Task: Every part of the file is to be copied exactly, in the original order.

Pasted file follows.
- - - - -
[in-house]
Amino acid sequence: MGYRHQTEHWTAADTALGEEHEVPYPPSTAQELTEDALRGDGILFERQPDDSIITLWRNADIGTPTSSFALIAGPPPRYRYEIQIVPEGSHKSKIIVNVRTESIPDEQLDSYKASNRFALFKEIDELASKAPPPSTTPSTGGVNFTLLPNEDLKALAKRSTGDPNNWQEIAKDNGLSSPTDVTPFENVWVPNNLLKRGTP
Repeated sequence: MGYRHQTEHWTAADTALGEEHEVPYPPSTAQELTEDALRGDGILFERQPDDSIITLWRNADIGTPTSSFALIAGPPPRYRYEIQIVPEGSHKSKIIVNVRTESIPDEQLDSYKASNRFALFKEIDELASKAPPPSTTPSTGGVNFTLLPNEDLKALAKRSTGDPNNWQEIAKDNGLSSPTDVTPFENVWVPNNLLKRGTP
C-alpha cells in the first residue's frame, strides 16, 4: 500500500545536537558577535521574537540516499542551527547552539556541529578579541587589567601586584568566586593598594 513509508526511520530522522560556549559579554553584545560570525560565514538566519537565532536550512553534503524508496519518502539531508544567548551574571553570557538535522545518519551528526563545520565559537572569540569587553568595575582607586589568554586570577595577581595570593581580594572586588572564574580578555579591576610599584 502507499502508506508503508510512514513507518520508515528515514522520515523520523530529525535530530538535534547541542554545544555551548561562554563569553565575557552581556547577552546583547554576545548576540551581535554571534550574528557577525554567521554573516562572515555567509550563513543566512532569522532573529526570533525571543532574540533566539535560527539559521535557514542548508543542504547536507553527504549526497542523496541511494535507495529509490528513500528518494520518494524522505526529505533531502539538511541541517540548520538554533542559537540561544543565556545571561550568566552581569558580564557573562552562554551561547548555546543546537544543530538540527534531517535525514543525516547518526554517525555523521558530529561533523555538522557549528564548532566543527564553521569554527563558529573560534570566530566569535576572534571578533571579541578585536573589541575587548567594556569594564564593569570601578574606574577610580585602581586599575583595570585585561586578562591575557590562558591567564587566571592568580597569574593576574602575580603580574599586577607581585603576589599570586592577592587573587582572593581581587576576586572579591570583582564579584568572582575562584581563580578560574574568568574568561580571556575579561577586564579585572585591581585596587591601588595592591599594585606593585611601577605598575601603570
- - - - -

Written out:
[in-house]
Amino acid sequence: MGYRHQTEHWTAADTALGEEHEVPYPPSTAQELTEDALRGDGILFERQPDDSIITLWRNADIGTPTSSFALIAGPPPRYRYEIQIVPEGSHKSKIIVNVRTESIPDEQLDSYKASNRFALFKEIDELASKAPPPSTTPSTGGVNFTLLPNEDLKALAKRSTGDPNNWQEIAKDNGLSSPTDVTPFENVWVPNNLLKRGTP
Repeated sequence: MGYRHQTEHWTAADTALGEEHEVPYPPSTAQELTEDALRGDGILFERQPDDSIITLWRNADIGTPTSSFALIAGPPPRYRYEIQIVPEGSHKSKIIVNVRTESIPDEQLDSYKASNRFALFKEIDELASKAPPPSTTPSTGGVNFTLLPNEDLKALAKRSTGDPNNWQEIAKDNGLSSPTDVTPFENVWVPNNLLKRGTP
C-alpha cells in the first residue's frame, strides 16, 4: 500500500545536537558577535521574537540516499542551527547552539556541529578579541587589567601586584568566586593598594 513509508526511520530522522560556549559579554553584545560570525560565514538566519537565532536550512553534503524508496519518502539531508544567548551574571553570557538535522545518519551528526563545520565559537572569540569587553568595575582607586589568554586570577595577581595570593581580594572586588572564574580578555579591576610599584 502507499502508506508503508510512514513507518520508515528515514522520515523520523530529525535530530538535534547541542554545544555551548561562554563569553565575557552581556547577552546583547554576545548576540551581535554571534550574528557577525554567521554573516562572515555567509550563513543566512532569522532573529526570533525571543532574540533566539535560527539559521535557514542548508543542504547536507553527504549526497542523496541511494535507495529509490528513500528518494520518494524522505526529505533531502539538511541541517540548520538554533542559537540561544543565556545571561550568566552581569558580564557573562552562554551561547548555546543546537544543530538540527534531517535525514543525516547518526554517525555523521558530529561533523555538522557549528564548532566543527564553521569554527563558529573560534570566530566569535576572534571578533571579541578585536573589541575587548567594556569594564564593569570601578574606574577610580585602581586599575583595570585585561586578562591575557590562558591567564587566571592568580597569574593576574602575580603580574599586577607581585603576589599570586592577592587573587582572593581581587576576586572579591570583582564579584568572582575562584581563580578560574574568568574568561580571556575579561577586564579585572585591581585596587591601588595592591599594585606593585611601577605598575601603570